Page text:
Battambang is pronounced Battambong. The way the locals say it, it’s more like “butterball”, in fact. Amazingly, it’s the second-largest city in Cambodia. I say “amazing” as you can walk from end to end in around twenty minutes.
The bus trip was fairly uneventful – around five hours with one toilet break in a layby and a lunch stop roughly three hours into the journey. The aircon was on “chill” but at least that was keeping the mosquitoes in check.
I’d pre-booked a $4 room at the Chaaya Hotel and they’d even offered to send me a motorbike to take me there when I arrived. However, the bike wasn’t there. I waited a while then walked to the hotel… where I was told the cheapest room was $8. Then $6. Then $5. Sorry, I don’t “do” being screwed around by hotels so I walked out and tried one of the others recommended in Lonely Planet.
Royal Hotel could only go as low as $7, but their sister hotel around the corner – Hotel Asia – had one for $5. Yes, I know I could have got this from the first place but they’d promised and failed to deliver once, then tried to diddle me. Their loss.
After settling in, I decided to take a walk around the town. Which wouldn’t take long. I did a circuit taking in the five Wats (Damrey Sar, Kampheng, Sangker, Kandal and Phiphetaram), the Governor’s Residence and the riverside. I also passed an outdoor sports area that was teaming with volleyball players and spectators; and a bar filled to the rafters with screaming Cambodians gambling on the boxing real time or at https://uk.mansionbet.com/.
The temples are in varous states, two of them definitely having some work done. They’re all similar in appearance with different decor – close to the Thai style which isn’t surprising given the proximity to the border.
For lunch I checked out the White Rose, as recommended by LP. he fruit shake I tried – banana and orange – certainly lived up to the press, but is 1000 riel more expensive now. Mind, the book is about 2-3 years out of date. No real faulting the rice, chicken and peppercorn either. Pretty tasty for $2.50.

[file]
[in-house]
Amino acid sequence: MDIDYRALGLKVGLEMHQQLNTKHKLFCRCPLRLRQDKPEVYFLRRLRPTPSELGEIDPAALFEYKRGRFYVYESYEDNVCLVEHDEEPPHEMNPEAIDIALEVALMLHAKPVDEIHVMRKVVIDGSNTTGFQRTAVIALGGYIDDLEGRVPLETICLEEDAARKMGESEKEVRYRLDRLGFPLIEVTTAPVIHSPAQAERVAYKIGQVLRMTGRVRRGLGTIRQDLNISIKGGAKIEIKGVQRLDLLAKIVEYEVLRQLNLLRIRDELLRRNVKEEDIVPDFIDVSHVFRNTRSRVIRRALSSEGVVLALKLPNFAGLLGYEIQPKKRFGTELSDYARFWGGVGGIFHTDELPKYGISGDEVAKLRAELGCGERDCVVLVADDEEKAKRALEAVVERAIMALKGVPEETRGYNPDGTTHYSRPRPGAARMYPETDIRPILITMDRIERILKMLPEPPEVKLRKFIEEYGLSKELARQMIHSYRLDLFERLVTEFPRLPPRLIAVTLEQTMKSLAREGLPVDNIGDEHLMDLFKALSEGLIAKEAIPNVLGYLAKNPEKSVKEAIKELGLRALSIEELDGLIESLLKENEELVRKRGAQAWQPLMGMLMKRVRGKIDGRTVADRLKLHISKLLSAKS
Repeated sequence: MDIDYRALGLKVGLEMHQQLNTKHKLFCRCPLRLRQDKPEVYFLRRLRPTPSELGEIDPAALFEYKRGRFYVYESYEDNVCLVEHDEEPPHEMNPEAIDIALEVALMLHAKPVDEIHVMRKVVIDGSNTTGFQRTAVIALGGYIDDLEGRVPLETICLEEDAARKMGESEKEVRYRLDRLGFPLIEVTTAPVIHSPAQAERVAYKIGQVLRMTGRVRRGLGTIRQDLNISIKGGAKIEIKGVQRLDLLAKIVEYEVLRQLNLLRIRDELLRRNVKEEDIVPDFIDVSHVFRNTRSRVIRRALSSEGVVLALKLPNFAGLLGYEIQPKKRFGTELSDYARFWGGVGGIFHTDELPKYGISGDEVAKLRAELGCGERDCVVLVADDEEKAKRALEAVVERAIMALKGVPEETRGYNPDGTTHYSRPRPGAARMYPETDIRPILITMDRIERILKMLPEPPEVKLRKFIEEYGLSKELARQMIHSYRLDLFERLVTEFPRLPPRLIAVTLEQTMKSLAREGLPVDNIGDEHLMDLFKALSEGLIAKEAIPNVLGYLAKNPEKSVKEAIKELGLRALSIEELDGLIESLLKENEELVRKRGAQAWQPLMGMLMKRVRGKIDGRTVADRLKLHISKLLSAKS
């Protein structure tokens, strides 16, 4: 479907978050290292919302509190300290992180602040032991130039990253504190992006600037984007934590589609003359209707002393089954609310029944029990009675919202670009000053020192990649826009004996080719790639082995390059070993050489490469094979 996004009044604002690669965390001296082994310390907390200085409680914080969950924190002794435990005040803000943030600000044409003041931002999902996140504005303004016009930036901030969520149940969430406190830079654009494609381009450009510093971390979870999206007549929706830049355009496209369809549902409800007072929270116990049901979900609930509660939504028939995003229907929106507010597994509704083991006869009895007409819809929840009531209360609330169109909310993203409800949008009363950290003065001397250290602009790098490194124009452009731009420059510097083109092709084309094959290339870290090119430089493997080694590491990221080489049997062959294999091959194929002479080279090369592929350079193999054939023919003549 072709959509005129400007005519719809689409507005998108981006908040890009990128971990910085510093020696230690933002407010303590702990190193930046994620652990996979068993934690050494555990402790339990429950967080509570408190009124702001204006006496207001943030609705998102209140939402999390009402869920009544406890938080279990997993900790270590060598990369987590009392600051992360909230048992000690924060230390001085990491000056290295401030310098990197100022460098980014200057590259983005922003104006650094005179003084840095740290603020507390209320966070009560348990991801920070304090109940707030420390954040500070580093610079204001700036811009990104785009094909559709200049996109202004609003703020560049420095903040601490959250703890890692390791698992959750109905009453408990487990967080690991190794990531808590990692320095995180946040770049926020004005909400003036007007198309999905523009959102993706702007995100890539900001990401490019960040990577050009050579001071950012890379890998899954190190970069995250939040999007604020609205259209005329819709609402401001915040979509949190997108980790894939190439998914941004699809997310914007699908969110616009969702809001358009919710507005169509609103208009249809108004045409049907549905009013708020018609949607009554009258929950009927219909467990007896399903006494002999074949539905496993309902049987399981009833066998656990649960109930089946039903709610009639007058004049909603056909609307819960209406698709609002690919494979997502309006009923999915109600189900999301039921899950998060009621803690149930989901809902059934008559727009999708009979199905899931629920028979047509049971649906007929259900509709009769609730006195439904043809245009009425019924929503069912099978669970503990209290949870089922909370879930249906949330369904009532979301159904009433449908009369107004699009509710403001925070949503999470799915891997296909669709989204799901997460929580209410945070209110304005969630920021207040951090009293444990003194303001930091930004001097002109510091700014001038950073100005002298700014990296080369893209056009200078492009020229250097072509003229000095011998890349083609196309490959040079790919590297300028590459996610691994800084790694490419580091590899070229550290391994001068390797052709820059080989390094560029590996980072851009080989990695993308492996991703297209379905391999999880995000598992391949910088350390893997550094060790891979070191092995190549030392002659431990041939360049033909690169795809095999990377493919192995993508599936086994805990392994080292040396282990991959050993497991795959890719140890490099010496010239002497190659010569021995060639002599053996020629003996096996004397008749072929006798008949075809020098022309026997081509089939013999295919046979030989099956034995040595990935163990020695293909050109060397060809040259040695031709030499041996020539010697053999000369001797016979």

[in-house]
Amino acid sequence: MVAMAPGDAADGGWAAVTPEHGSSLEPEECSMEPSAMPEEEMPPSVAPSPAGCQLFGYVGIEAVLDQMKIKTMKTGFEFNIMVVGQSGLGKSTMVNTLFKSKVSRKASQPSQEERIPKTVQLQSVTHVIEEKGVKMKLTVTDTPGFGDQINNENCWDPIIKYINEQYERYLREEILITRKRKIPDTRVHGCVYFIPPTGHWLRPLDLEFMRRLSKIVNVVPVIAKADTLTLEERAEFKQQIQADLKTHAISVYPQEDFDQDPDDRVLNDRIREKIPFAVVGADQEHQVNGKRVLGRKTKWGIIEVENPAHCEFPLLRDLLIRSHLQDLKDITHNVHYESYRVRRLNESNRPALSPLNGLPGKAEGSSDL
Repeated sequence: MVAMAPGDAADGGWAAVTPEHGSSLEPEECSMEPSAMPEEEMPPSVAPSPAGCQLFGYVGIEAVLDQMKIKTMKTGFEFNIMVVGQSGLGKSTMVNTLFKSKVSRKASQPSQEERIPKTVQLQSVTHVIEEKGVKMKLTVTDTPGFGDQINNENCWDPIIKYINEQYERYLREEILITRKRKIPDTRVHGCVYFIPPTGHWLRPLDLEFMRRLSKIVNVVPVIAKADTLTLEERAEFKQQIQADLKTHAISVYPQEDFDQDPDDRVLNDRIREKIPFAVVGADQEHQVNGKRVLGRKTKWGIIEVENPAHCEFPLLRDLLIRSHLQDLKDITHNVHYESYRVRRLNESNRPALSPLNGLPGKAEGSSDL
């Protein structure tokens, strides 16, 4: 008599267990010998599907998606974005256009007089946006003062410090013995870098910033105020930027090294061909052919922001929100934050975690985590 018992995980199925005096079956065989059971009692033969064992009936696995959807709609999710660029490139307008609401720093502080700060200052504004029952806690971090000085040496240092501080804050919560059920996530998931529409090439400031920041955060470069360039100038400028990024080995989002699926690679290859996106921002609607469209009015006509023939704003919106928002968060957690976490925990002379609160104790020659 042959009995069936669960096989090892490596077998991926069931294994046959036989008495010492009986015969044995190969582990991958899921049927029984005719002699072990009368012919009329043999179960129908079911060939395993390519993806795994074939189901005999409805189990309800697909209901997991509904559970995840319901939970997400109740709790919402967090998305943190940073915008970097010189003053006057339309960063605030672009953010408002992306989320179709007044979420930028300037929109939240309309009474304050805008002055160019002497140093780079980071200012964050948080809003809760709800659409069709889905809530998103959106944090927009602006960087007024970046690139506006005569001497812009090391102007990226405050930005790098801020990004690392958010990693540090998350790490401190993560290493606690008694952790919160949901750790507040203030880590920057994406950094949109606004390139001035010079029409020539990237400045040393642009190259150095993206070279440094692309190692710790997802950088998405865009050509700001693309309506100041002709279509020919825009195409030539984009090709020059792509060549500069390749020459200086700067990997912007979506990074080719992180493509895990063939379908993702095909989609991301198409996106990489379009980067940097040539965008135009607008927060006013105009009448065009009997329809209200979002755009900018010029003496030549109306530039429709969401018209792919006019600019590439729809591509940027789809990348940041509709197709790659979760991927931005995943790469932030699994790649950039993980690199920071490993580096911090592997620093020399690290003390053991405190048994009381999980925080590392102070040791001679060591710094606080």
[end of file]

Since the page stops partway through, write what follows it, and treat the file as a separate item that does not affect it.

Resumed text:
While wandering, I checked one of the bus companies that Lonely Planet reckons does a direct bus to Bangkok for $10. They don’t any more. In fact, the chap there says that nobody does. The closest is one bus to Poipet and from there to the regular buses in Aranyaprathet. I was hoping to exit the country by the border near Pailin just so I could use a different chackpoint, but it’s looking more and more inconvenient.
I’ll check tomorrow on the time of the Poipet bus. Given the 4-hour journey from the border to Bangkok, I want to be setting off very early on Monday morning. I’ve been told by the hotel staff that there is indeed a direct bus to Bangkok, but it doesn’t leave until midday which would get me to the capital far too late to be of any use.
The third alternative is to head in one direction or the other using share taxis. And the issue there is cost and lack of regular services, plus the argie-bargie of haggling. Then there’s the fact that I have no Thai baht so I’m going to have to buy some – obviously at a bad rate – to ensure I can pay the bus fare.
All fun and games!
So I’m currently in my room with cold shower, western loo, two double beds and cable telly. Not bad for less than Â£4. Which is far less than Manchester City paid for Shay Given, who I am now watching debut for his new team.